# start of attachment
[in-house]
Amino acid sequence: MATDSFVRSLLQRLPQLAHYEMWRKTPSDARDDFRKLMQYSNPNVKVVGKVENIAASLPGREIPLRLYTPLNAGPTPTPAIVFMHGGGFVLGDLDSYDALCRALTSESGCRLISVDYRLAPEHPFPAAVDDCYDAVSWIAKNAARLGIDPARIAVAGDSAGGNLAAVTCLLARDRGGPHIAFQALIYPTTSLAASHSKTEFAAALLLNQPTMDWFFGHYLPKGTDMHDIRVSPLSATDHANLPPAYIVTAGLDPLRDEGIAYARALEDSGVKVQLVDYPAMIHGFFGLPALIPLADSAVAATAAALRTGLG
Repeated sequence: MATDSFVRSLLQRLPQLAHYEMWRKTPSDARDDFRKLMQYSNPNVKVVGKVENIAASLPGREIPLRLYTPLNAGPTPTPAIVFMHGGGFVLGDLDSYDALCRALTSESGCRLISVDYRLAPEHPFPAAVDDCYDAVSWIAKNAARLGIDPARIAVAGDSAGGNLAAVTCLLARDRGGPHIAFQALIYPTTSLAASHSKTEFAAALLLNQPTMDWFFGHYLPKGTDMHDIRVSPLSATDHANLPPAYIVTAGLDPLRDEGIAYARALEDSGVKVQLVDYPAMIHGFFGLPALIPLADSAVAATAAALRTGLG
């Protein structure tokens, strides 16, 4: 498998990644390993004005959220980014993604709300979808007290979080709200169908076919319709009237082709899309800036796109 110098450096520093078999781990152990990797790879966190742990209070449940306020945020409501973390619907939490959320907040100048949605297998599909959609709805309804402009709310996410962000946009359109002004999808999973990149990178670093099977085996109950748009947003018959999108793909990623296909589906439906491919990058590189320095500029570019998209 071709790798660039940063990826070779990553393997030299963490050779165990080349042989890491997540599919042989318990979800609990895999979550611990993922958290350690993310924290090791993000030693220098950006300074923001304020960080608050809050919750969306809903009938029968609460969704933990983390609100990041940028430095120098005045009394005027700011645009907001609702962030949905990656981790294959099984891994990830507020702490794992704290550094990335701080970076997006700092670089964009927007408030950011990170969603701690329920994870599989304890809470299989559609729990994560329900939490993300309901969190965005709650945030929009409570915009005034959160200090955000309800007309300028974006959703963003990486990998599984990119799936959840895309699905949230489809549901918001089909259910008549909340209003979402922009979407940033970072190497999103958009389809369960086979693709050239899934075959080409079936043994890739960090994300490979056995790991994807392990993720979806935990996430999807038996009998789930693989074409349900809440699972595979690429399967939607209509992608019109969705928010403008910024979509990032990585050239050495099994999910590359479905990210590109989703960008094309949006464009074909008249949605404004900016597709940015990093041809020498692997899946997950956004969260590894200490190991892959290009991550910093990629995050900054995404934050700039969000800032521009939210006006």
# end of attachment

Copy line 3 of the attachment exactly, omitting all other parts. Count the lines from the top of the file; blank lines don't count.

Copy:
Repeated sequence: MATDSFVRSLLQRLPQLAHYEMWRKTPSDARDDFRKLMQYSNPNVKVVGKVENIAASLPGREIPLRLYTPLNAGPTPTPAIVFMHGGGFVLGDLDSYDALCRALTSESGCRLISVDYRLAPEHPFPAAVDDCYDAVSWIAKNAARLGIDPARIAVAGDSAGGNLAAVTCLLARDRGGPHIAFQALIYPTTSLAASHSKTEFAAALLLNQPTMDWFFGHYLPKGTDMHDIRVSPLSATDHANLPPAYIVTAGLDPLRDEGIAYARALEDSGVKVQLVDYPAMIHGFFGLPALIPLADSAVAATAAALRTGLG